Garden of Earthly Delights
By .kojo Adumatta (@aaimba.aaimba)
By .kojo Adumatta (@aaimba.aaimba)
We live in challenging times nowadays. The world somehow seems to separate itself into two distinct political spheres. Nationalists are claiming their "God-given" right to protect their home, properties and fatherland. On the other hand, there are lots of people fighting for a more diverse and cosmopolitan society, a better future for everyone, to mitigate climate change, promote fair trade and freedom for all. I count myself among the latter group of people. Therefore, I truly enjoyed the "Garden of Earthly Delights" show at Gropius Bau Berlin➹.
I felt welcome from the moment I entered the foyer – the curators Stephanie Rosenthal have conceived a video installation so beautiful that I couldn't resist stepping closer. Not knowing what it was about, I heard a sound coming out of the speakers in one of the TVs standing on the oversized "Antoine's Organ" installation by Rashid Johnson. The rectangular cuboid made of plants, books addressing black empowerment and other symbols for black identity – like 'Shea Butter Cream' – was an aesthetic revelation structured by a metal shelf. As I approached, I noticed the voice was talking about a situation familiar to me: the challenges of a black person trying to set a lasting mark in this white man's world. It was a woman addressing black people's ability to establish, realize and accomplish goals. The difficulty of finding one's purpose, work towards and be rewarded for it is surely not a uniquely black challenge. But it is undoubtedly worth talking and acting towards a change in our very own way of thinking.
In total, the show felt like a big get-together. Artists from all continents provided their interpretation of the topic, showcasing different aspects of how we use and transform nature, and how it relates to our everyday life. For instance, they addressed contemporary topics like climate change while still managing to create a link to the colonial heritage of the botanical gardens around the world. Furthermore, artists like Yayoi Kusama constructed a dream world with her distinctive colorful dots decorating 360 degrees of the space. "With All My Love for the Tulips, I Pray Forever" was undoubtedly one of my highlights.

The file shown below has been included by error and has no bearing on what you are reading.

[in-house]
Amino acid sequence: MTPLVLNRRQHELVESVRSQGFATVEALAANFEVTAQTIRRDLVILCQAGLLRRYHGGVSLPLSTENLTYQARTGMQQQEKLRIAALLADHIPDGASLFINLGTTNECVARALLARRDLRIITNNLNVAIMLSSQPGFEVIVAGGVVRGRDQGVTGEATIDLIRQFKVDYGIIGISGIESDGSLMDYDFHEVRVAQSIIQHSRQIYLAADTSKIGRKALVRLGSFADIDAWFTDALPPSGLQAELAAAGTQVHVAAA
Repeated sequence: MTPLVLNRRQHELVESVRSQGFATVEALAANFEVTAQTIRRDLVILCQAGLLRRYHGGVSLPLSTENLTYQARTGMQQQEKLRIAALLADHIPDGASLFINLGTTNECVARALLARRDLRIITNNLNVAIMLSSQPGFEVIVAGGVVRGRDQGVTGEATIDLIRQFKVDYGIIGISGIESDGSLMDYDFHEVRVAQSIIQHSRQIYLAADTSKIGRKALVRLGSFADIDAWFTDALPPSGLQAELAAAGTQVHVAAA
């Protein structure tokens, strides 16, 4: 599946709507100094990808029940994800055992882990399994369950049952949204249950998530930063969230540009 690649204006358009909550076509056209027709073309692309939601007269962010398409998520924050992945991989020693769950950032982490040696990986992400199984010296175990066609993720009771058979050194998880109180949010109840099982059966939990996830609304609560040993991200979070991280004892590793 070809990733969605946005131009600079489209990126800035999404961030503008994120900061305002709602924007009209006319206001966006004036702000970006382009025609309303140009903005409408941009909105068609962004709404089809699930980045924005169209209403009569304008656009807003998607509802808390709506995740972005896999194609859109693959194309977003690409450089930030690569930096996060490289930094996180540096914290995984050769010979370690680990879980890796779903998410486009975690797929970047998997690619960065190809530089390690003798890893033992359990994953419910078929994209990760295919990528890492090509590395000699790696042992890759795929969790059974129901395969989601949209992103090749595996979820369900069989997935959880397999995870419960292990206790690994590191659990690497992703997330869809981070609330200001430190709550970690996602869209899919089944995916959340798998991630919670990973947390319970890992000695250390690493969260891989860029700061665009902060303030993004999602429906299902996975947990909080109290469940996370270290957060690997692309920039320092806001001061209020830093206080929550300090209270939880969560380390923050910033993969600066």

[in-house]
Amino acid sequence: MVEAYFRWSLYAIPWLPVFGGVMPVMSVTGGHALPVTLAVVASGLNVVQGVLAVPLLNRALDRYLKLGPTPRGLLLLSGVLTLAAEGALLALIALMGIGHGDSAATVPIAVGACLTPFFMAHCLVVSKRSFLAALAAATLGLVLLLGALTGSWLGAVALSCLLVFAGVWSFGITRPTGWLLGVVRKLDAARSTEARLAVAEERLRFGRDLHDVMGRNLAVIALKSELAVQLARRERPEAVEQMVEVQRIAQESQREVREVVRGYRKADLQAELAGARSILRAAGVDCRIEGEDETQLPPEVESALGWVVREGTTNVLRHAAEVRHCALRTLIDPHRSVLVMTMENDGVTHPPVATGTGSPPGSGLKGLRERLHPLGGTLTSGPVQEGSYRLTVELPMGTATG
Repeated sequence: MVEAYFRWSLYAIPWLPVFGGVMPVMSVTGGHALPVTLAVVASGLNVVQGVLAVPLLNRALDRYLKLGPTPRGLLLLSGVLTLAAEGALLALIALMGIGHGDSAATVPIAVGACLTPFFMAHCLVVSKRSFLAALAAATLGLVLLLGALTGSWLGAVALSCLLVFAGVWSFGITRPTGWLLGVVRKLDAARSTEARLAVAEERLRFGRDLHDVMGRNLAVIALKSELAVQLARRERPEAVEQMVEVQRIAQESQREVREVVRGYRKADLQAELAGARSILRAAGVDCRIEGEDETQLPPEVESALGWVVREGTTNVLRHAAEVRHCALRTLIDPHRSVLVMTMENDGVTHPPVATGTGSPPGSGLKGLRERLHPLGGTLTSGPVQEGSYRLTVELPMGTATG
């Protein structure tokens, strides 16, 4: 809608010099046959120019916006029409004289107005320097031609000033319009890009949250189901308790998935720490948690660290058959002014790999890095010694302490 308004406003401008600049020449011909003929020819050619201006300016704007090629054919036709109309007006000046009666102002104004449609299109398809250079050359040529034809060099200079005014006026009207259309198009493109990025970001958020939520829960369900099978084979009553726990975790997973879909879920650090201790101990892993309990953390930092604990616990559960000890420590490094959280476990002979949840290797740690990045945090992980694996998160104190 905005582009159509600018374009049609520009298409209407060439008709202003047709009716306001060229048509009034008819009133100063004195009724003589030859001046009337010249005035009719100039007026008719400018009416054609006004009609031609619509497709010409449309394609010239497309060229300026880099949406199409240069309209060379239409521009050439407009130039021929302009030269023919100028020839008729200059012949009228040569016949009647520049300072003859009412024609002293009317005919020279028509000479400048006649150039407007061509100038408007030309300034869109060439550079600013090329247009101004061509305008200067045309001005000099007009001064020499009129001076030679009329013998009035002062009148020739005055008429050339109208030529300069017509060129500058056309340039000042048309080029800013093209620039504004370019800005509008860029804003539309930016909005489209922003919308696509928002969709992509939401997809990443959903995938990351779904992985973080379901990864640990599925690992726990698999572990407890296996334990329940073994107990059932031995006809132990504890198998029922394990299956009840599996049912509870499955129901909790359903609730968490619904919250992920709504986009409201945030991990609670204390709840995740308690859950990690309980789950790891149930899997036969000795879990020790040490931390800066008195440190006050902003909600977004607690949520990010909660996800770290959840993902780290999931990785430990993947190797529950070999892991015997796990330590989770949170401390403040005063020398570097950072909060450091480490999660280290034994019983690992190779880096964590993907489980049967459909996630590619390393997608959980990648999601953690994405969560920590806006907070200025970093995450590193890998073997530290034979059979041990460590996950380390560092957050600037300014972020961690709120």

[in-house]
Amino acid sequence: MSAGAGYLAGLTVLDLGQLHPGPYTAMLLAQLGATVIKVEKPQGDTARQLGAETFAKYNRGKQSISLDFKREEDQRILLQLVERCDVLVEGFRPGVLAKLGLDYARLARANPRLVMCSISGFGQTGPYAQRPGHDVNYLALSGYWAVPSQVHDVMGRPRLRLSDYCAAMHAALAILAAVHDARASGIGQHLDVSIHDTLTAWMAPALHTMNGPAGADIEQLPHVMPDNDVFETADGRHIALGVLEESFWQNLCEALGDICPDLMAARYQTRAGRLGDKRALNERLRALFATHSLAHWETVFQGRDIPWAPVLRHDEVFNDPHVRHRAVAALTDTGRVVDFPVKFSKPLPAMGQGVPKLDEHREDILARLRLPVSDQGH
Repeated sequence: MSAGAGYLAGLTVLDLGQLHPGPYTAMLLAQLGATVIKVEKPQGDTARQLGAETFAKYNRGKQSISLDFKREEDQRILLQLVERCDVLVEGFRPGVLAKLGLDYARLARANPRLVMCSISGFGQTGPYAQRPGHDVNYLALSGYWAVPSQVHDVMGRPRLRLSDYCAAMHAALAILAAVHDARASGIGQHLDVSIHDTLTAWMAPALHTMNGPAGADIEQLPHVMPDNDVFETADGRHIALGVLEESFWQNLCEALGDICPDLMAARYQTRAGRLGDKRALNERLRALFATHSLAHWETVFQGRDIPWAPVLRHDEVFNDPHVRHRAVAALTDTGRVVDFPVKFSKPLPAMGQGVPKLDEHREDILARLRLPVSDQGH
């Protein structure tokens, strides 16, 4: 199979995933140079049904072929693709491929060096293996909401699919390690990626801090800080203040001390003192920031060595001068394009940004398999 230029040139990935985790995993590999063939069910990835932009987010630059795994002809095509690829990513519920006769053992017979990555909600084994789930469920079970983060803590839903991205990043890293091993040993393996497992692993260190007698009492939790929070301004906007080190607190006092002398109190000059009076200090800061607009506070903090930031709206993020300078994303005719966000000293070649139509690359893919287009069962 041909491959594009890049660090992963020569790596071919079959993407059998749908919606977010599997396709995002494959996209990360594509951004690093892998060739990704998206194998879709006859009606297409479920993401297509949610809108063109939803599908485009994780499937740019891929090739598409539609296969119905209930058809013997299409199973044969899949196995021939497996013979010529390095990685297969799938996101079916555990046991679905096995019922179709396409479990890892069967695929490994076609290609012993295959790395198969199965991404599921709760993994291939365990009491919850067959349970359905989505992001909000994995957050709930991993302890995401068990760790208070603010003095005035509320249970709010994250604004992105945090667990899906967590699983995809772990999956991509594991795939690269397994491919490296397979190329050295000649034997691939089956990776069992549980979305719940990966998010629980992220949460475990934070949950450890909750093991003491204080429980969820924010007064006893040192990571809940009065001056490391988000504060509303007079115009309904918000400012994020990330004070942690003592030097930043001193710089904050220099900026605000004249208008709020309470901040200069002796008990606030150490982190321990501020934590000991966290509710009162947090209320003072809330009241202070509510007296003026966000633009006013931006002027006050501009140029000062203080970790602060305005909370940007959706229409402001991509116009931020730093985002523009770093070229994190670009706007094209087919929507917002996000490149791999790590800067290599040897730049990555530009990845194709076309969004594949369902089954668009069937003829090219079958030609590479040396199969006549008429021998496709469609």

Pipilotti Rist's "Homo Sapiens Sapiens" (2005) took me to another dimension! Never before have I witnessed such a creative, sensual, surreal but still a truthful expression of nudity within an all-natural environment that seems forgotten to an urban soul like mine. They placed the screen for the video installation on the ceiling. Visitors had to lie on the floor to have a comfortable position to view the film. As I already mentioned, the short movie was extraordinary, somehow calming and outrageous at the same time. It transported me into a trance-like emotional existence, where I could dream of an ideal world. Humankind seemed at its raw beginnings; no harm had been done to the environment, other animals or nature. It was a 'do-over', a chance to rewrite everything humans had done so far. On the other hand, it was a rebellious display of greed, sacrilege and boredom – a hunger for an intangible something that could lift humans out of their undesired confinement.
In conclusion, I consider this show-at-large as a blueprint of what the art world is hopefully becoming – or at least where it is headed: a cosmopolitan world with an attitude towards diversity, the willingness to accept different concepts of life, thoroughly and continuously questioning the status quo, displaying and showing a wide range of cultural heritage, talking about issues other than one's own, and creating spaces for audiences to witness.